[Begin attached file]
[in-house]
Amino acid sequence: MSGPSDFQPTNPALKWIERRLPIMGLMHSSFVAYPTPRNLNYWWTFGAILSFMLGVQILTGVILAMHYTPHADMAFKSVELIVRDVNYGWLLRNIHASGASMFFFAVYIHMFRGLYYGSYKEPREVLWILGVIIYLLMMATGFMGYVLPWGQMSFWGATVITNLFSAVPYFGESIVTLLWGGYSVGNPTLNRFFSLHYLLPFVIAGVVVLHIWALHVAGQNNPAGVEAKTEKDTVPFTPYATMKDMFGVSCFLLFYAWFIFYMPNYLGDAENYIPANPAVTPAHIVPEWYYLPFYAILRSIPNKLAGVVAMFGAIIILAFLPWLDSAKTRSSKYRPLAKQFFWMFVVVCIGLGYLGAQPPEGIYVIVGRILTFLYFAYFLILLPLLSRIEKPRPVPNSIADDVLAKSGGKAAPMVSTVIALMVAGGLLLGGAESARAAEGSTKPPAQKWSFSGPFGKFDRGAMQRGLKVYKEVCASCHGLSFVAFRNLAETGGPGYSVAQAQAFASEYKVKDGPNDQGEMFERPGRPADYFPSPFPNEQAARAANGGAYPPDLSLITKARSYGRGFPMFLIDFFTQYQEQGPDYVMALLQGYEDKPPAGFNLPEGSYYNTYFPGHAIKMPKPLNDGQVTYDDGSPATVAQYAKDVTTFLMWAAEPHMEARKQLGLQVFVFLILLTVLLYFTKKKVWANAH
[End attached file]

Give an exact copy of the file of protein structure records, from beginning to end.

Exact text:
[in-house]
Amino acid sequence: MSGPSDFQPTNPALKWIERRLPIMGLMHSSFVAYPTPRNLNYWWTFGAILSFMLGVQILTGVILAMHYTPHADMAFKSVELIVRDVNYGWLLRNIHASGASMFFFAVYIHMFRGLYYGSYKEPREVLWILGVIIYLLMMATGFMGYVLPWGQMSFWGATVITNLFSAVPYFGESIVTLLWGGYSVGNPTLNRFFSLHYLLPFVIAGVVVLHIWALHVAGQNNPAGVEAKTEKDTVPFTPYATMKDMFGVSCFLLFYAWFIFYMPNYLGDAENYIPANPAVTPAHIVPEWYYLPFYAILRSIPNKLAGVVAMFGAIIILAFLPWLDSAKTRSSKYRPLAKQFFWMFVVVCIGLGYLGAQPPEGIYVIVGRILTFLYFAYFLILLPLLSRIEKPRPVPNSIADDVLAKSGGKAAPMVSTVIALMVAGGLLLGGAESARAAEGSTKPPAQKWSFSGPFGKFDRGAMQRGLKVYKEVCASCHGLSFVAFRNLAETGGPGYSVAQAQAFASEYKVKDGPNDQGEMFERPGRPADYFPSPFPNEQAARAANGGAYPPDLSLITKARSYGRGFPMFLIDFFTQYQEQGPDYVMALLQGYEDKPPAGFNLPEGSYYNTYFPGHAIKMPKPLNDGQVTYDDGSPATVAQYAKDVTTFLMWAAEPHMEARKQLGLQVFVFLILLTVLLYFTKKKVWANAH